Limitations of the study include the retrospective design and the small number of patients in each resection reconstruction group; the small numbers precluded statistical tests. However, our study design and numbers of patients were sufficient for determining whether internal hemipelvectomy produced adequate margins. In addition, primary bone malignancies involving the sacroiliac joint are rare, and achieving larger group sizes would require a multicenter study, which would have to overcome the major obstacles raised by heterogeneity in management practices. Given the limited number (2) of surgeons, the approach was relatively uniform.
Surgical margins in the pelvic area are classified as adequate (wide or marginal, without contamination) or inadequate (other situations).6,17 We achieved adequate margins in 74% of patients, which is within the 25% to 88%6,10,17,21,22 range reported for pelvic sarcomas in any location. Adequate margins are more difficult to obtain when the sacroiliac joint is involved10,15,23 because the tumor is often large, usually extracompartmental (92.5% of the patients in our series), and occasionally responsible for distant tumor thrombi in the Batson plexus.22 Batson plexus thrombi cannot be detected preoperatively and resulted in wide contaminated resection in two of our patients.
The high rate of adequate margins supports the use of the internal hemipelvectomy in patients with pelvic malignancies involving the sacroiliac joint. However, anticipated ability to achieve adequate margins was among the criteria used to select patients for an internal hemipelvectomy. Local recurrence and complication rates must be considered when comparing this procedure with amputation. Local recurrence is more common with iliosacral tumors than with tumors at other pelvic sites.14 None of the previous studies focused specifically on malignancies involving the sacroiliac joint. Local recurrence rates for pelvic malignancies at any location ranged from 20% to 38%.10,11,14,17,21-23 Our recurrence was rare (7%) when margins were adequate and common (70%) when margins were inadequate. Other groups reported recurrences in 9% to 38%9,22of patients with adequate margins and 80%10 of patients with inadequate margins.
Reconstruction procedures increase the rates of infection and mechanical complications.3,8,10,12,14,15,22 Reconstruction after limb salvage procedure is not always performed.6,22 Function was poor in the three patients treated without lumbosacral stabilization, at the beginning of our series. Others also reported poor function after wide re-section without reconstruction, most notably in patients with flail hips11,12,14,17,22 with considerable limb shortening. Without reconstruction, progressive scoliosis may develop.6,13 Stability of the pelvic girdle was provided by the sacroiliac region22 because the major direction of the weightbearing force started from the lumbar spine to the sacral wing via the sacroiliac joint, the roof of the sciatic notch, and then to the acetabulum.11 We think restoration of posterior pelvic stability is mandatory and can be achieved with lumbar-pelvic instrumentation and fusion.
The status of the lumbosacral trunk was the main determinant of postoperative function in all resection categories. Therefore, when lumbosacral trunk removal is required, an internal hemipelvectomy with limb salvage may not be the best surgical option. Conversely, unilateral removal of the sacral plexus for the vertical osteotomy of the sacrum did not adversely impact function. However, impairment of anorectal and bladder function has been reported to be mild or transient.7,20 We evaluated function using the 1993 MSTS score, which does not consider anorectal or bladder function. Another determinant of function in our study was the status of the acetabulum, as partial or total resection of the acetabulum was associated with poorer function. Functional results were not different between partial and total resection of the acetabulum. However, partial resection is easier for reconstruction and allows a subsequent THA if needed.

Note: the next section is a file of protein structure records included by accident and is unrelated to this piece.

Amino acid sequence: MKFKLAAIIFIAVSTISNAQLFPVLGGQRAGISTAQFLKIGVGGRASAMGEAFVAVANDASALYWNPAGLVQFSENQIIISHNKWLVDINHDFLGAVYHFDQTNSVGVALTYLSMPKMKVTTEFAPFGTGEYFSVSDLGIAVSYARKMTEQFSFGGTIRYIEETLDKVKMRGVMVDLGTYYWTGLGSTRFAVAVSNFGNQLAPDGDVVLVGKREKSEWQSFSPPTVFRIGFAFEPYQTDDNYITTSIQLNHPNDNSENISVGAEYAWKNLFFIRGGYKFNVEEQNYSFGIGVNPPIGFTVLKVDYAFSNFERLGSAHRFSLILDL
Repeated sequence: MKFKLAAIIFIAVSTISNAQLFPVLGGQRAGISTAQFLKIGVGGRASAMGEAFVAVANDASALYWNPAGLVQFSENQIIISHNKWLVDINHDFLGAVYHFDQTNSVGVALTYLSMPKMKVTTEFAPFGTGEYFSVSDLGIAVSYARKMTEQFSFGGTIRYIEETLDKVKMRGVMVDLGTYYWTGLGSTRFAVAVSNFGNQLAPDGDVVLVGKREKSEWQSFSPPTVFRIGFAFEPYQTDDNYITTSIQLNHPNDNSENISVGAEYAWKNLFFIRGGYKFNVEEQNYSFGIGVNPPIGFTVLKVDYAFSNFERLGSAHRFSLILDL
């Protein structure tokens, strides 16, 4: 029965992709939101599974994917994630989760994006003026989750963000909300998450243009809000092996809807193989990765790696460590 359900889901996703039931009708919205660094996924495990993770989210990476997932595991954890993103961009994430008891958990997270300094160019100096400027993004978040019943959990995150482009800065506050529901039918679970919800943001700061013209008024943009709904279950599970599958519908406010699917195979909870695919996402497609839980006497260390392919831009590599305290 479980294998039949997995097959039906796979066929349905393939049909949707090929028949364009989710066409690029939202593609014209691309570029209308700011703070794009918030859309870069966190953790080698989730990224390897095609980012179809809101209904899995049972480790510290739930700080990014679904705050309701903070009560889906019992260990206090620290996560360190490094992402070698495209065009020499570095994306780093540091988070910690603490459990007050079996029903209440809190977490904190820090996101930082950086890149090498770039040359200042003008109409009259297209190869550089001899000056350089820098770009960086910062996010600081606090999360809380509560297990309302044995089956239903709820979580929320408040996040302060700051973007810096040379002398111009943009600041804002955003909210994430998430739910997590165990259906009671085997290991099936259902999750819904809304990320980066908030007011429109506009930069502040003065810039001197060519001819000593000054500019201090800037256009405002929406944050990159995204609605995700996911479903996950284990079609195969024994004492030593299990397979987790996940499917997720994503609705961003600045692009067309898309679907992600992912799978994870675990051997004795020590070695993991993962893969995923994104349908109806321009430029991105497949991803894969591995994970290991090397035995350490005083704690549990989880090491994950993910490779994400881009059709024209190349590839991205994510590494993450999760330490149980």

Complication rates also affect choices among surgical options. Postoperative infection was the main complication of sacroiliac resection. The 37.5% infection rate was consistent with the previously reported range of 14% to 60%.10,11,14,17,22 The infection rate was greater after sacral osteotomy and reconstruction,6 which require a lengthy surgical procedure and leave a poorly vascularized region with a large residual cavity. To fill the cavity, limit hematoma formation, and improve blood supply, we started using a vascularized omental flap with the goal of decreasing the infection rate. The high infection rate casts doubt on the wisdom of complex reconstruction in the same step as tumor resection. Hip reconstruction can be performed as a second step11,14 to reduce the risk of infection, thereby allowing immediate completion of chemotherapy. The choice between immediate and delayed reconstruction is controversial.14 Mechanical failure occurred in 12% of patients and pseudarthrosis occurred in 17%. The reconstruction subgroups were too small for a meaningful comparison of the mechanical failure risk. External hemipelvectomy has been recommended for pelvic bone malignancies and has a 53% complication rate,2,8 similar to our 52% overall complication rate (infection plus mechanical failure). In addition, the emotional acceptance and function of patients are poor after an external hemipelvectomy.2 An external hemipelvectomy generally is reserved for patients who are severely debilitated and for patients with very large tumors that cannot be resected with adequate margins.
Sarcomas that involve the sacroiliac joint have a poorer prognosis than other pelvic sarcomas.3,9,14,22,23 However, we found adequate margins could be obtained during internal hemipelvectomy in approximately 75% of patients. Infectious complications were common but consistently responded to treatment without removal of fixation devices. Mechanical problems occurred in 27% of patients. Our findings linking functional outcomes to the type of resection and reconstruction should help surgeons in deciding the appropriateness of an internal hemipelvectomy.
We thank Lorna Saint Ange for editing.